On appeal in the Court of Appeals, the DSS challenged that portion of the trial court's order which held that defendant was exempt from particular rules and statutory provisions. Defendant filed a cross-appeal challenging the underlying licensing requirement of the act.

In its opinion, the Court of Appeals agreed with the circuit court that the defendant's "claim is undoubtedly rooted in [its] fundamentalist Christian doctrine. Moreover, regulation poses some burden on the free exercise of religion...." 150 Mich.App. 254, 264, 388 N.W.2d 326 (1986). However, the Court of Appeals found that the state's interest in protecting children outweighed the burden imposed on the defendant's First Amendment rights. The Court of Appeals thus affirmed the trial court's requirement of licensure but reversed the trial court's ruling on exemptions. We then granted leave to appeal. 428 Mich. 909 (1987).

A unanimous Court holds that the regulation prohibiting corporal punishment is justified by a compelling state interest and may be enforced.

A majority of the justices is of the opinion that

(1) The First and Fourteenth Amendments do not prevent the state from compelling the defendant to conform to the licensure requirements of the childcare organization act.

(2) The state may not enforce the accreditation aspects of the program director qualification rule, 1980 AACS, R 400.5104(2)(a), since to do so would violate the free exercise of religious beliefs of the defendants.

(3) The state may not enforce the program content rule, 1980 AACS, R 400.5106(1)(c), since the rule is unconstitutionally vague and unconstitutionally overbroad.

The Court does not decide whether the financial disclosure provisions violate the defendants' rights of the free exercise of religion and freedom of association, since the state has not exercised its statutory authority to compel financial disclosure, making these issues unripe for review.

At least four justices concur in every holding statement.

RILEY, C.J., and CAVANAGH, LEVIN, BOYLE, GRIFFIN, BRICKLEY and ARCHER, JJ., concur.

CAVANAGH, Justice (concurring).

I conclude (1) that the state may require defendant pre-school to obtain a license pursuant to the terms of the childcare organization act; (2) that the Michigan Department of Social Services either must exempt defendants 1 from the program director qualifications rule (1980 AACS, R 400.5104) insofar as it requires that the director obtain minimal educational training only from a state accredited college or university or must undertake an independent evaluation of the credentials of defendants' program director to determine whether his qualifications satisfy the minimal educational criteria set forth in Rule 104; (3) that the program content rule (1980 AACS, R 400.5106) is unconstitutionally vague on its face and may not be enforced against the defendants; (4) that in order to protect the defendants' (members') rights of association under the First Amendment, the DSS, in applying the provisions of the act which give authority to the DSS to inspect defendants' financial records, may not request information from the defendants that reveals the source or identity of the defendants' financial support; and (5) that the administrative rule (1980 AACS, R 400.5107) prohibiting corporal punishment is justified by a compelling state interest and therefore enforceable against defendants.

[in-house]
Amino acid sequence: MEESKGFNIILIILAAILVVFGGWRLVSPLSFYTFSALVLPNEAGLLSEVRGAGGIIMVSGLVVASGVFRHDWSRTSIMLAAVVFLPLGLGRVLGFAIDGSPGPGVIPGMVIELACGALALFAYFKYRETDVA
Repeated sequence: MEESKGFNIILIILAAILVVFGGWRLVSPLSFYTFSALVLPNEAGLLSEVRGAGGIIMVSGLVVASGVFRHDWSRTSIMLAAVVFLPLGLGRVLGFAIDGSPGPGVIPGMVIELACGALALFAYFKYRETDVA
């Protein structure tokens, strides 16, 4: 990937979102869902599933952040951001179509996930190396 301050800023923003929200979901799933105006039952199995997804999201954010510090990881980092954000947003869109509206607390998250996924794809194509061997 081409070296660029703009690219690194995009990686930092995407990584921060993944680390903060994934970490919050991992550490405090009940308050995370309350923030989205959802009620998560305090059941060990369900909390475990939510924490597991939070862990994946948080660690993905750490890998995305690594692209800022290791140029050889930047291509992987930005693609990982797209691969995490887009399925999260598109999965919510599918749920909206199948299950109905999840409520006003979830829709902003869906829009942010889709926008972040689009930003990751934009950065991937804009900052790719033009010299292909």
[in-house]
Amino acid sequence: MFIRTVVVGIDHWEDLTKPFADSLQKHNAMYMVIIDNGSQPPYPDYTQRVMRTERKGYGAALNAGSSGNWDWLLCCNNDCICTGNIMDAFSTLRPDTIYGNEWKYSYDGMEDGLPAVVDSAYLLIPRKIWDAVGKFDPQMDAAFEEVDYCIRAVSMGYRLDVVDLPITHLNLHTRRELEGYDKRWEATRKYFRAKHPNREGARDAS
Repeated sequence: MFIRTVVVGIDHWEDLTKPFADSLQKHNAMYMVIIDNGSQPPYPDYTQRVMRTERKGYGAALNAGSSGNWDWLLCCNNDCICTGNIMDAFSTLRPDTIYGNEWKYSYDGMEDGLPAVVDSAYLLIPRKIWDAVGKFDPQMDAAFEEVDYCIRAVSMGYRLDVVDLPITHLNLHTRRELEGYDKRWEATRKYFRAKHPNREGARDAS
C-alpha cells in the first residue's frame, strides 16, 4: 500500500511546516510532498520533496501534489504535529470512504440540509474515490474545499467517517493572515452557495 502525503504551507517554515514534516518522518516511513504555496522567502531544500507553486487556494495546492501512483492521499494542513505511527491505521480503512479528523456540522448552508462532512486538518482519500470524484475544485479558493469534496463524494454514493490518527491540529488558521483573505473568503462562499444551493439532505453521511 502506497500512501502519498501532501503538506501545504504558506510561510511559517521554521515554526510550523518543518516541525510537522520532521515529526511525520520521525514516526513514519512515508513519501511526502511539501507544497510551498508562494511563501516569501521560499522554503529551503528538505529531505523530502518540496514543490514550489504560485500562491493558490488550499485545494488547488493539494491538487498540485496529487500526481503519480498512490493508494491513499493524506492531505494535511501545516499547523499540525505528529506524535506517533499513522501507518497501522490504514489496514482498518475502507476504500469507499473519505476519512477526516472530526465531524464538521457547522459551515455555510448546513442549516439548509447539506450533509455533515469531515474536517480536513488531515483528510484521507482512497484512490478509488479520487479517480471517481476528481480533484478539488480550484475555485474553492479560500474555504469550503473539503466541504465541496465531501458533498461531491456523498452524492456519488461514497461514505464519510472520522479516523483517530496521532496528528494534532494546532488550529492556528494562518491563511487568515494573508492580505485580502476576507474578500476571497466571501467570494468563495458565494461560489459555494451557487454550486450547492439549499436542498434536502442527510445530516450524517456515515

I write separately to join Justice Griffin's "concurring" opinion 2 to form a majority on the issue of the Free Exercise Clause standard of review, 3 the issue whether the defendants' claims regarding the licensing rules are ripe for review, and the issue whether the licensing rules are unconstitutional. 4 I also write separately to join the dissenting opinion (Boyle, J.) 5 to form a separate majority on the issue whether the license requirement is constitutional as applied. 6

I. Standard of Review to be Applied to Free Exercise Claims
A. INTRODUCTION

The religion clauses of the First Amendment of the United States Constitution 7 encompass two distinct but interrelated concepts--the guarantee of free exercise of religion by all persons, and the prohibition of the establishment of religion by government. I am primarily concerned here with the free exercise facet of the First Amendment.

In Sheridan Road Baptist Church v. Dep't of Ed, 426 Mich. 462, 396 N.W.2d 373 (1986), cert. den. 481 U.S. 1050, 107 S.Ct. 2183, 95 L.Ed.2d 839 (1987), this Court divided equally and affirmed a holding by the Court of Appeals that a statute requiring nonpublic school teachers to be certified by the state is constitutional. The three opinions in Sheridan Road recognized the four basic elements of the Free Exercise Clause standard of review described by Justice Williams, 426 Mich. at 475, 396 N.W.2d 373, though each opinion applied that standard...